Friday, March 29, 2013

Wellness Review: Banana Boat Quik Dry Sport Sunscreen

Stars: 4 out of 5
Pros: Easy to apply spray that keeps me from burning
Cons: Not really water or sweat proof
The Bottom Line:
A good liquid spray
If careful when you apply
You won't get sun burned

As with all Sun Blocks, When Used Right You Won't Burn

Thirteen years ago, I shaved my head. And I learned a very painful lesson - your scalp can burn. Now, while I don't keep my head shaved for longer then two or three weeks at a time, I keep my hair short year round. Short enough that I can still burn up there on a regular basis.

You see, I burn at the drop of a hat. People often laugh at me when I put on my third or fourth coat of sun screen in the same day. But if I don't, I will regret it, guaranteed. So naturally, I needed to find something I could use to protect my scalp even when I had some hair up there.

While searching through the store one day, I happened upon this sunscreen. It's purely liquid. In fact, the bottle is clear, so you can see all the way through it. You apply the sunscreen by using one of those old fashioned finger pumps like on a spray bottle to spray the liquid onto your skin. Since the liquid including some rubbing alcohol, it dries rather quickly. The sunscreen has a pleasant, mild odor, but nothing overpowering. It's not the coconut smell you normally associate with sunscreen. But all you need to do is spray and go.

Sort of.

Despite using this fairly faithfully, I have still gotten my share of sun burns over the last few years. Being rather slow, it took me a while to discover the secrets of avoiding them.

First off, I was used to the old smear on sunscreens where you personally make sure you cover every inch you don't want burned. The bottle claims you don't need to rub it in, just spray and go. As a result of believing them (and my own carelessness), I got some funny sun burns where I had patches of light and patches of burn. See, the spray only hits parts of your body. You either need to make sure you spray every square inch or rub what you do spray around. I have found that by spraying and rubbing, I actually do cover everything and don't get those funny burns.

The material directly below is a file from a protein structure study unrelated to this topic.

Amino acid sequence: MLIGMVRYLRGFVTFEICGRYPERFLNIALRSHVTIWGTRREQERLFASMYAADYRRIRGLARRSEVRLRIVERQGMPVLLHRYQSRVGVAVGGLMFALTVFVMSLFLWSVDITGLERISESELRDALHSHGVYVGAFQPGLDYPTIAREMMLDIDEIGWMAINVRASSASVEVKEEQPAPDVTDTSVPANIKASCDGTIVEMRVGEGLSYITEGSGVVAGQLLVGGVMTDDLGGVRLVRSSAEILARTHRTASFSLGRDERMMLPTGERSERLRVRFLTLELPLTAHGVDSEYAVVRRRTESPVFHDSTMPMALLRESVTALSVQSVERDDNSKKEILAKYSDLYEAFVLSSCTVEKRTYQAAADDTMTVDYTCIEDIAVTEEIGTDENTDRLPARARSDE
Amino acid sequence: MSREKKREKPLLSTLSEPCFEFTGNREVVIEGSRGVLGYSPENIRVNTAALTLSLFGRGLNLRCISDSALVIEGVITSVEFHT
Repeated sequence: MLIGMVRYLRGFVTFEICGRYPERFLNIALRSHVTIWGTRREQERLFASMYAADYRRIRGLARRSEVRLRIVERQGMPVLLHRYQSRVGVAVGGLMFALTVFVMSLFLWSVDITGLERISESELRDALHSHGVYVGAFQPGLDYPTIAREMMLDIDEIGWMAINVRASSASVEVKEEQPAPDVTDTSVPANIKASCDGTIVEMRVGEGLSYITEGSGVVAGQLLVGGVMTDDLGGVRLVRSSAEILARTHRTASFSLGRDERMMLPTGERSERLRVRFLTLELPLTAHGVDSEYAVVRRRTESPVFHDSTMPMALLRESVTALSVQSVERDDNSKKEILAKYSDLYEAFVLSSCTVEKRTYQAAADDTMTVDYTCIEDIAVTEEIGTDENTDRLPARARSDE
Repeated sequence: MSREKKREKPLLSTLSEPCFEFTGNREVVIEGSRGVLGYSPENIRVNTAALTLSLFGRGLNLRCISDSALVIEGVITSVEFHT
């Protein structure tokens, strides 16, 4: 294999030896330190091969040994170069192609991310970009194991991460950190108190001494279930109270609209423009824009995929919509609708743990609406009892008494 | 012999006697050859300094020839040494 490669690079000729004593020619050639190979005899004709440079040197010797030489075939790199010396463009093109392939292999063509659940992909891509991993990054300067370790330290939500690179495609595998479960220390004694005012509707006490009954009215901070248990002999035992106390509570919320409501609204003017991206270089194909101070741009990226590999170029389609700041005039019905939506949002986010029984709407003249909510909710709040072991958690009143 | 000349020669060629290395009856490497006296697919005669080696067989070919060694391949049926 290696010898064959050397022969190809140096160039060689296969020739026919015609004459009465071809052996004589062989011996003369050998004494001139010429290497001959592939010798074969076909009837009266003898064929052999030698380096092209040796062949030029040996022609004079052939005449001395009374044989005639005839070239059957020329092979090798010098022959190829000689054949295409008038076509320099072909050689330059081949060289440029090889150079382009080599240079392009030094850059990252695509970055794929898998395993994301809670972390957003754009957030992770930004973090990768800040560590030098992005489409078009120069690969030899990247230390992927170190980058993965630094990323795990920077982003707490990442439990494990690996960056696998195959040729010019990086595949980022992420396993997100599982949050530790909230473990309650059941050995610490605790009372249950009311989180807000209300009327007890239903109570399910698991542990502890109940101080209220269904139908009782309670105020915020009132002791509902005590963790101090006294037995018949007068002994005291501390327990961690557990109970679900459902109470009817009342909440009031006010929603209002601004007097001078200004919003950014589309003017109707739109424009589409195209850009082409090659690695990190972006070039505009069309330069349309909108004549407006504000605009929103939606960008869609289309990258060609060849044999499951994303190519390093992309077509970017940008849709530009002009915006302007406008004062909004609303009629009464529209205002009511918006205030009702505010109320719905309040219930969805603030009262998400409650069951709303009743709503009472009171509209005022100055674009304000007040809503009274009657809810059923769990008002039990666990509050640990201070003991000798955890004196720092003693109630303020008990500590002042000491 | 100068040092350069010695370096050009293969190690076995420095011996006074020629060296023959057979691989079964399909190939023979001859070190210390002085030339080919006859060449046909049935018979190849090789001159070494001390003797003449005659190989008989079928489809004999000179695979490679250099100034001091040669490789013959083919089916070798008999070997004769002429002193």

As a side note, you also want to do this when covering your face. As with most things, you don't want to get this in your eyes. I've found spraying it on my hands and then rubbing my face is the best way to make sure I cover everything.

The directions say to spray this on 15 minutes before sun exposure. Unlike the myth about swimming 30 minutes after eating, take this one seriously. When I apply it before I leave the house, giving it time to dry and my skin time to absorb it, I find I run a better chance of avoiding that burn.

On the front, the bottle says that it is ultra sweat proof and waterproof. On the back, it says to reapply after swimming or toweling off. So which do you believe? The back, of course. Frankly, I have never met a sunscreen that was truly waterproof, which is one of the reasons I reapply so often. I've found with a great coat applied before I leave home (long enough before hand to be absorbed), I can reapply later on the fly and avoid sun burn. Of course, if I can stay in the shade for a while after doing so, all the better.

The six once bottle is a little more expensive then most of the sun blocks you find on the market. But I feel it is worth it to keep my hair short but my scalp burn free. With an SPF 30 rating, this is right in the middle of the field.

As per usual, I got a couple of burns this summer. One, I forgot to put anything on. (Who can I blame for that?) The other I wasn't careful with how I applied the sunscreen, and got the uneven sunburn to prove it.

As with all sunscreen, you need to follow instructions and apply it carefully. But if you do, this one should keep you burn free in the brightest conditions.

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